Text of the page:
Trend Changes are Process
At the end of last Thursday's stock market close, the final minutes of trading signaled a quick turn around from relatively bullish to bearish action. Granted, breadth was quite poor during the day which called the strength of the indexes into question, but nonetheless, price action was in the green most of the day. In the final ten minutes, selling kicked in, likely exacerbated by the HFT machines, taking the indexes back to the morning lows, and in some cases exceeded them. Selling like that, when viewed on a 5 or 10 minute candlestick chart, sets up a down open the next day almost every time. Think of it as the "smart money" jumping ship before the potential storm overnight.
Sure enough, Friday morning opened sharply down. If you were positioned for a down open on Friday morning, things were looking great early on (I was, and it did look good, BUT, I still got a horn in my...). Then, within the first 10 minutes of the open, buying kicked in and didn't slow down, taking out the morning highs and then some before leveling off and staying steady most of the day. Remember, tops and bottoms are a process, creating wild swings of seemingly random action for a few weeks time. One day can be straight down with relentless selling, and the next morning opens up 2% and keeps running higher all day. Other day's are prone to quick intraday reversal's that catch many traders on the wrong side of the action. Sure, this is a tough game to follow and random enough, but when you think of the psychology behind it, "random" becomes a bit more clear. During a top, those who've stayed on the sideline waiting for that pullback that never happened on the way up start getting anxious as the first bout of selling kicks in. The initial selling pressure is a bit scary and those waiting for the pullback are now hesitant to pull the trigger. As support levels become noticed, buyers step in slowly to see if the shorts will cover, and early in the process, it's typical for shorts to cover quickly in case the dip buyers do in fact show their horns.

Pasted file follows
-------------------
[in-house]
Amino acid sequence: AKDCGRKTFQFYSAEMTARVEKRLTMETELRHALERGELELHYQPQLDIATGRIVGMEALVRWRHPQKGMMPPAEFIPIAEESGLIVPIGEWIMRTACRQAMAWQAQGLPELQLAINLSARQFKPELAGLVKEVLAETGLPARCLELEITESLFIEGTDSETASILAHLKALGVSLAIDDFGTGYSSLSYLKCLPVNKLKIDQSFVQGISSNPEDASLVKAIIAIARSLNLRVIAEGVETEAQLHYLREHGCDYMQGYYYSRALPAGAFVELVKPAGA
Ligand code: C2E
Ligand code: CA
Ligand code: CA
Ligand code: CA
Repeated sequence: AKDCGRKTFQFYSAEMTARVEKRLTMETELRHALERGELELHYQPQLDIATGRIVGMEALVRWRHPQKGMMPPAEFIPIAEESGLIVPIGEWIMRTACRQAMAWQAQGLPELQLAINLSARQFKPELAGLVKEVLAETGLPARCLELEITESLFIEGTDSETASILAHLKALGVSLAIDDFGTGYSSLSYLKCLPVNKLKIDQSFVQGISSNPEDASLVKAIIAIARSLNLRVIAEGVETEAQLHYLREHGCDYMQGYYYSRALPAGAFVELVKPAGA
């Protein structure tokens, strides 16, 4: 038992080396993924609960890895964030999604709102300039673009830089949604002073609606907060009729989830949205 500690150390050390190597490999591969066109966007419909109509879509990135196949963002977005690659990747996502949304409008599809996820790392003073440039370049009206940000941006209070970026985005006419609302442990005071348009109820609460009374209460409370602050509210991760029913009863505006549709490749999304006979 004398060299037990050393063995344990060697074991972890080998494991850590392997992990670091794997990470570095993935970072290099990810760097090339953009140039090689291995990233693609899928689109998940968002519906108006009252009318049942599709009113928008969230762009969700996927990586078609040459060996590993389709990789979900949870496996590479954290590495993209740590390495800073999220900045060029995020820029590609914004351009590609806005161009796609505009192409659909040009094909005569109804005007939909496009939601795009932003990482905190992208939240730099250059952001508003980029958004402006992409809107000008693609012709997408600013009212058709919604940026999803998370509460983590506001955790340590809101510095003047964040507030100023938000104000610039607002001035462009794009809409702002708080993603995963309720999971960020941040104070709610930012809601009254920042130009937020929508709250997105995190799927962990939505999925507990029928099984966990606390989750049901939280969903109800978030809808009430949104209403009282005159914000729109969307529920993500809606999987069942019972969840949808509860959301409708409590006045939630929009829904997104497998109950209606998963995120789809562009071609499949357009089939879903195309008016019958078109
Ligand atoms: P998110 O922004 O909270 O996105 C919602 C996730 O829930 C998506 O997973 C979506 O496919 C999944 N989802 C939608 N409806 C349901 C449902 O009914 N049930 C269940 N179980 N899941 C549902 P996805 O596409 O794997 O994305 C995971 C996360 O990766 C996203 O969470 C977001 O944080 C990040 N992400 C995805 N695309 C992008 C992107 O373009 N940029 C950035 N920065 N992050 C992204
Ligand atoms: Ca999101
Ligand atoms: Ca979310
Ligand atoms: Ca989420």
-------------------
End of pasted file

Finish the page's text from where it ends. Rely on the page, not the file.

All that means is bears are testing the bulls to see if buying has dried up, and the bulls are testing the bears to see how far they will press their shorts. If support levels break, bears are in position for winning, however if support holds and momentum picks up, another leg higher is in the cards for the bulls. It's a back and forth game, and the team with the most momentum typically wins out in the end. That is why, contrary to mainstream belief, markets don't just fall out of the sky and run to the bottom all at once. There is a process that must play out before a true trend change occurs. Same concept for a bottoming process. This is why bearish and bullish divergences are key to spotting what is happening underneath the price action.
Keep perspective as sharp swings in price play out during times of heightened volatility. Know your strength and if you feel frustrated by the action, don't initiate any trades. No one says you have to trade, and if you are uncomfortable, step away from the screen for a while, or just call it a day. For those with a longer term view who don't care to play the day to day swings, use these selloff's to your advantage. Scale into stock's you wanted to own during the recent run up but didn't want to pay that premium for them. Regardless of your preferences, in the end, there are no bulls and there are no bears. There are only those on the right side or those on the wrong side.
The following article is from one of our external contributors. It does not represent the opinion of Benzinga and has not been edited.